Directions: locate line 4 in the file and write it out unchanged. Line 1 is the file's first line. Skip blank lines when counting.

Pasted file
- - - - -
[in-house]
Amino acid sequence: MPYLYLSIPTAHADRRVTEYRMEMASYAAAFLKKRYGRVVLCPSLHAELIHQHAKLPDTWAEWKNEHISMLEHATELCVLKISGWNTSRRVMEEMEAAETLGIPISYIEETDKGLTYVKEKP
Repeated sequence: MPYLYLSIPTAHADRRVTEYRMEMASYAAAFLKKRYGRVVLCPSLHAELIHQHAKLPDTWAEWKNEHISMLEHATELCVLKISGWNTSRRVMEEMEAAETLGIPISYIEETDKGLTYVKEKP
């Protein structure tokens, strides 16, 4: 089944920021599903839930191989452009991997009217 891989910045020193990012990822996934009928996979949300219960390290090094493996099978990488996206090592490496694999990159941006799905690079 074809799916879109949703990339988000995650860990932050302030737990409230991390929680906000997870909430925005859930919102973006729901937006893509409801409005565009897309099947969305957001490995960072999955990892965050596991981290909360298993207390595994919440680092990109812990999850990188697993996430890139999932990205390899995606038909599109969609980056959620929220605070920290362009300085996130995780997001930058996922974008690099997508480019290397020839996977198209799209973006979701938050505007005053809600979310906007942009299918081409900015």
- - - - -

């Protein structure tokens, strides 16, 4: 089944920021599903839930191989452009991997009217 891989910045020193990012990822996934009928996979949300219960390290090094493996099978990488996206090592490496694999990159941006799905690079 074809799916879109949703990339988000995650860990932050302030737990409230991390929680906000997870909430925005859930919102973006729901937006893509409801409005565009897309099947969305957001490995960072999955990892965050596991981290909360298993207390595994919440680092990109812990999850990188697993996430890139999932990205390899995606038909599109969609980056959620929220605070920290362009300085996130995780997001930058996922974008690099997508480019290397020839996977198209799209973006979701938050505007005053809600979310906007942009299918081409900015």